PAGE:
Company X operates three Oregon-based facilities. These facilities specialize in different aspects of the printer and copier business. Unfortunately, these facilities are not optimized to work together and are suffering from several problems thanks to this lack of optimization. The P facility produces printers for PCs. It is housed in the same physical location as the T facility, which produces toner cartridges. The S facility is in a different physical location than the P and T facilities and provides various parts of them. This facility is located 70 miles from the other facilities and is separated by a large body of water with a single bridge. Company X needs to reevaluate how this portion of the supply chain operates and consider alternatives that will lead to improved performance.
The first major problem in the supply chain is the proximity of the two physical locations. The facilities are separated by 70 miles of roads resulting in 90 minutes of drive time. Unfortunately, part of that drive includes a bridge over a large body of water. During periods of high traffic or traffic incidents, the bridge becomes a bottleneck and offers the potential for length time setbacks. The center of gravity method for location selection suggests that the locations of suppliers and customers should be taken into account when deciding on a location for a facility (Collier & Evans, 2008). Since the S facility sends all of its production to the P and T facilities, the center of gravity method indicates this facility should be located as close to those facilities as possible. Not only does relocating this facility eliminate the bottleneck created by the bridge, it also drastically improves the travel time between the two locations. The reduced travel time means that more shipments can be made between the facilities and that shipments can be fine-tuned to provide just-in-time delivery of the parts necessary for printer and toner production.
The S facility utilizes various accessory parts such as pins, springs, and clips in the sub-assemblies they produce for the P and T facilities. These accessory parts are ordered by and delivered to the P and T facilities. Once a day, these parts are shipped from those facilities to the S facility. Unfortunately, the S facility frequently runs out of these accessory parts and must wait for the next delivery before recommencing the assembly process. Studies have shown that optimizing both the order and delivery processes can lead to significant cost savings in the supply chain (Grove, 2004). Although it is acceptable for the P and T facilities to manage the order process based on their own production schedule, having the accessory parts delivered to their own facilities and then shipped to the S facility adds unnecessary overhead. A better solution is to move the order and delivery process to the S facility. The S facility has the ability to improve the order process by increasing order sizes for parts that are used in sub-assemblies for both the P and T facilities. With deliveries being made directly to the S facility, the accessory parts can be used as soon as they arrive, rather than waiting for the single daily shipment from the other facilities. The result is more efficient use of accessory parts, especially those that arrive late in the workday.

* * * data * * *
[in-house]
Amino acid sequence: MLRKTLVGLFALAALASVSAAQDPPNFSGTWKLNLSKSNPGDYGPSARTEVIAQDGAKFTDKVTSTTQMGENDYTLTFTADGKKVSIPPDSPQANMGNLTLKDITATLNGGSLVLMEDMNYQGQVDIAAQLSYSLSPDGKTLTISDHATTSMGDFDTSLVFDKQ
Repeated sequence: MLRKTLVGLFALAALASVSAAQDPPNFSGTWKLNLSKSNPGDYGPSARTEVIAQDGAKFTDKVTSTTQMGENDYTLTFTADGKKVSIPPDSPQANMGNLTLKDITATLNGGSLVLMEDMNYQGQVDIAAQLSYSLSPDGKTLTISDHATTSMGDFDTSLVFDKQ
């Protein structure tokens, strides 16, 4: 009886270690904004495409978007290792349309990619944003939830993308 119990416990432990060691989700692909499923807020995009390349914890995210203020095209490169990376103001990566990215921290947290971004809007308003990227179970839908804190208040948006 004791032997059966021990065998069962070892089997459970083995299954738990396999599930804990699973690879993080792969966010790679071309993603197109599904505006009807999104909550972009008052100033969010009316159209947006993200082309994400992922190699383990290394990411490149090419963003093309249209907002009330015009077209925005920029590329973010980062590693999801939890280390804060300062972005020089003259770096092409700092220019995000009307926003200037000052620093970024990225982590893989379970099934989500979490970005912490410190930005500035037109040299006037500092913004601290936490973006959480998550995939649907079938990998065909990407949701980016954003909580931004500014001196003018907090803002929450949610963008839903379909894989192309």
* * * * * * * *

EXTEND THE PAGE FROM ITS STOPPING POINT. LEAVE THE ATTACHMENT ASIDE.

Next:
Although the S facility has relatively more storage space than either the P or T facility, this space is mostly occupied with work-in-process (WIP) inventory. WIP inventory is partially completed product that is waiting to be completed and shipped (Collier & Evans, 2008). If the S facility is moved closer to the P and T facilities, the more frequent shipments can result in a reduction of WIP inventory. Currently, the facility must work on a schedule that fits the demand of the P and T facilities into eight daily shipments. This results in some production runs being put on hold as new product is needed to fill the upcoming shipment. With more shipments being delivered to the P and T facilities more quickly, the S facility has the luxury of completing production runs in the most efficient manner, rather than a manner designed for an expensive shipping schedule.
Obviously, the relocation of a manufacturing facility is no small undertaking. While Company X’s management investigates the costs and benefits of moving the facility, the change in accessory part ordering and delivery can be made immediately. This change will have significant impact on the efficiency of the production lines at the S facility. This change represents the single greatest benefit to the Oregon facilities with almost no cost. In fact, a more efficient ordering process will likely lead to savings as the S facility is better equipped to take advantage of economies of scale.
Collier, D. A., & Evans, J. R. (2009). OM 2008 edition. Mason, OH: South-Western.
Grove, S. (2004). Optimizing the supply chain. Health Management Technology, 25(1), 24. Retrieved April 24, 2009, from CINAHL with Full Text database.